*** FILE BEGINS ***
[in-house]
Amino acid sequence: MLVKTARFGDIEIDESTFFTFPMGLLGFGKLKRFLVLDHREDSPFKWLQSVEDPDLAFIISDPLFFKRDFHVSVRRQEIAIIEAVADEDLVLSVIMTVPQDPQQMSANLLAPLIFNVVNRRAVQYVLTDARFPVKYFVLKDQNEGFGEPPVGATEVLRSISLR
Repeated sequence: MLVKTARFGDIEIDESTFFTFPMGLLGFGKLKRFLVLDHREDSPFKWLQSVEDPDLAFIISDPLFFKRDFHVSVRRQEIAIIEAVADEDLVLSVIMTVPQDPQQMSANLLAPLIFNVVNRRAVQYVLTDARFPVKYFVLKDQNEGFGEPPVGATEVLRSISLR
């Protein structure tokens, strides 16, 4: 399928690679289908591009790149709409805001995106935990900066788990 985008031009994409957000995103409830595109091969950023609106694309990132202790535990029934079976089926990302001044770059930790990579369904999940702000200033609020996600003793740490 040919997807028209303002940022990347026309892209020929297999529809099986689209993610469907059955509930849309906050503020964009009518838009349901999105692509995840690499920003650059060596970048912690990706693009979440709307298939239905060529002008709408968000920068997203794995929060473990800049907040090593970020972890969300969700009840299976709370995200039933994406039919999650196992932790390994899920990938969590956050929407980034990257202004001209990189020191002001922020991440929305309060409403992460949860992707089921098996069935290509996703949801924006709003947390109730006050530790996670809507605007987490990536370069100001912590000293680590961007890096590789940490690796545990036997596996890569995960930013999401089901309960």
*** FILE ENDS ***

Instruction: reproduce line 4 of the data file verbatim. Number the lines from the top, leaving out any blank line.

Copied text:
């Protein structure tokens, strides 16, 4: 399928690679289908591009790149709409805001995106935990900066788990 985008031009994409957000995103409830595109091969950023609106694309990132202790535990029934079976089926990302001044770059930790990579369904999940702000200033609020996600003793740490 040919997807028209303002940022990347026309892209020929297999529809099986689209993610469907059955509930849309906050503020964009009518838009349901999105692509995840690499920003650059060596970048912690990706693009979440709307298939239905060529002008709408968000920068997203794995929060473990800049907040090593970020972890969300969700009840299976709370995200039933994406039919999650196992932790390994899920990938969590956050929407980034990257202004001209990189020191002001922020991440929305309060409403992460949860992707089921098996069935290509996703949801924006709003947390109730006050530790996670809507605007987490990536370069100001912590000293680590961007890096590789940490690796545990036997596996890569995960930013999401089901309960």